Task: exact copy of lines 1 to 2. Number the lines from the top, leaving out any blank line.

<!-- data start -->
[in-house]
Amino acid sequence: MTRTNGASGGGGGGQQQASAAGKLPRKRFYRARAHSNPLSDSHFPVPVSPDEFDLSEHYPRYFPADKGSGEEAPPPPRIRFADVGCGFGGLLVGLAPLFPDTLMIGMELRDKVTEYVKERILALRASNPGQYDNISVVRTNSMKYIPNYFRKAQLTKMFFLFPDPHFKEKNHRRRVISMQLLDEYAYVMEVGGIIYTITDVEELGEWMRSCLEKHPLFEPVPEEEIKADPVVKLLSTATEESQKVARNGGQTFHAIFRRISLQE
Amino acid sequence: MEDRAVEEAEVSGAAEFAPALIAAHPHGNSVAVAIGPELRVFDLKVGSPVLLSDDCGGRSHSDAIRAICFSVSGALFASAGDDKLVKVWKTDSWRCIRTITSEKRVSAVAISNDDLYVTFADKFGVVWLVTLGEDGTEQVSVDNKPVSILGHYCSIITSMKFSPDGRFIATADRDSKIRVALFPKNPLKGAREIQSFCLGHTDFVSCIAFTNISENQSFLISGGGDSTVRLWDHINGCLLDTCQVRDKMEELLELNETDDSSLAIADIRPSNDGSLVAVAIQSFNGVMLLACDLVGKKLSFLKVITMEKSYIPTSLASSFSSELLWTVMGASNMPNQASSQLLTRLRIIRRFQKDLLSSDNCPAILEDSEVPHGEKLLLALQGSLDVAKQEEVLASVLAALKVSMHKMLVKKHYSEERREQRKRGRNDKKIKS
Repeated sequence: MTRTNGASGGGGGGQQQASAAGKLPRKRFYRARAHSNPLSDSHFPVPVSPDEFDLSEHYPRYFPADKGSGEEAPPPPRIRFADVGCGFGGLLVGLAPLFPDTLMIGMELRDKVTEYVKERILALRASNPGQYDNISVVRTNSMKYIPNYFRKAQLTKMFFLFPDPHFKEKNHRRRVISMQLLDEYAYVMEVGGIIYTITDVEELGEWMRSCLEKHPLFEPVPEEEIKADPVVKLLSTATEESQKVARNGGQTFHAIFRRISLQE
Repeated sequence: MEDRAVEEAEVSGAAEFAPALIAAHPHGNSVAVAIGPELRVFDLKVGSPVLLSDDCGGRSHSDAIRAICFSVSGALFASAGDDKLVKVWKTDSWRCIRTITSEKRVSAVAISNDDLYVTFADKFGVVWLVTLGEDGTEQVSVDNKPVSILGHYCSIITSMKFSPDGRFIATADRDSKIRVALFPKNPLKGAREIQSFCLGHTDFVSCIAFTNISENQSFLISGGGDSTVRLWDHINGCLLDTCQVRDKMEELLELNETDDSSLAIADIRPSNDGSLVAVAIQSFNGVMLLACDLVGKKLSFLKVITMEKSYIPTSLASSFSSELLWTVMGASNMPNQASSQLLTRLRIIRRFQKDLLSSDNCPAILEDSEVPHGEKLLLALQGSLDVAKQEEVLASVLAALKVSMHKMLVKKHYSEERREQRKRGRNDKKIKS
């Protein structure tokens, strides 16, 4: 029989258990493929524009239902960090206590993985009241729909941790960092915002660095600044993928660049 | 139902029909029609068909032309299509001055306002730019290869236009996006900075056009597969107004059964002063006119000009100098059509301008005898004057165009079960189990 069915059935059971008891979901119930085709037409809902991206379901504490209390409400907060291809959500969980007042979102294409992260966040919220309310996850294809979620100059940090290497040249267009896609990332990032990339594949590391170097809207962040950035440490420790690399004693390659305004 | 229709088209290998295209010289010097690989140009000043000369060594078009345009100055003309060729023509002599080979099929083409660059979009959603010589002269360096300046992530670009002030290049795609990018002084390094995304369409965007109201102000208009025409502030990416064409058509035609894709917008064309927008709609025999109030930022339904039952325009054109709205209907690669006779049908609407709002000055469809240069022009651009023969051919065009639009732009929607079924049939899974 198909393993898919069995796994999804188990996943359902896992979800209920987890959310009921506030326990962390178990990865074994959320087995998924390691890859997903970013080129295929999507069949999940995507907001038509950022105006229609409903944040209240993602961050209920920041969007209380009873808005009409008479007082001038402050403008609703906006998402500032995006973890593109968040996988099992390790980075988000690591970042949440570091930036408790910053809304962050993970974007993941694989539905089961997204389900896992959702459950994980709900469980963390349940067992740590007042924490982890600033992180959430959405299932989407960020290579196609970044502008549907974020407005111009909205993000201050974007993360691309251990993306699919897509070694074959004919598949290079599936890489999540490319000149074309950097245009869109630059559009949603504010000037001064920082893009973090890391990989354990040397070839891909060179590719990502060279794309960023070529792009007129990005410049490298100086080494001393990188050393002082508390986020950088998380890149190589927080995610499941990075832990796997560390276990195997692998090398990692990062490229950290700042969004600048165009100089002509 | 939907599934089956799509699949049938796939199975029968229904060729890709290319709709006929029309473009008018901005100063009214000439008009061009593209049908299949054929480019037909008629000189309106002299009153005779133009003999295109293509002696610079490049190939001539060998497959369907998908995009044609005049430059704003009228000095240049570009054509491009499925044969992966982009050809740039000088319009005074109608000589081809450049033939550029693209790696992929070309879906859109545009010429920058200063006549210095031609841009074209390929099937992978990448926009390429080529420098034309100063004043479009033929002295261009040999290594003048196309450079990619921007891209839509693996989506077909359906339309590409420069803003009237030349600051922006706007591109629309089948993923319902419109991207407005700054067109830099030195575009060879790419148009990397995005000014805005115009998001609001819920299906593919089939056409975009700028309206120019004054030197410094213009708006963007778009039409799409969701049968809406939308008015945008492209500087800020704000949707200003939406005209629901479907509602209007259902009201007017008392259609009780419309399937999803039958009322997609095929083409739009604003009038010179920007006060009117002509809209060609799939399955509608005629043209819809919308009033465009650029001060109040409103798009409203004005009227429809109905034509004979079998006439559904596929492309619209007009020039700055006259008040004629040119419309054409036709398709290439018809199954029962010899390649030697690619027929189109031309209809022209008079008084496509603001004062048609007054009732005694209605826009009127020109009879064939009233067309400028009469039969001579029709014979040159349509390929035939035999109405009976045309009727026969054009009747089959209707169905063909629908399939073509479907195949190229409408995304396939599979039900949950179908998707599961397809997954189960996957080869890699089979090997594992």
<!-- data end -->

[in-house]
Amino acid sequence: MTRTNGASGGGGGGQQQASAAGKLPRKRFYRARAHSNPLSDSHFPVPVSPDEFDLSEHYPRYFPADKGSGEEAPPPPRIRFADVGCGFGGLLVGLAPLFPDTLMIGMELRDKVTEYVKERILALRASNPGQYDNISVVRTNSMKYIPNYFRKAQLTKMFFLFPDPHFKEKNHRRRVISMQLLDEYAYVMEVGGIIYTITDVEELGEWMRSCLEKHPLFEPVPEEEIKADPVVKLLSTATEESQKVARNGGQTFHAIFRRISLQE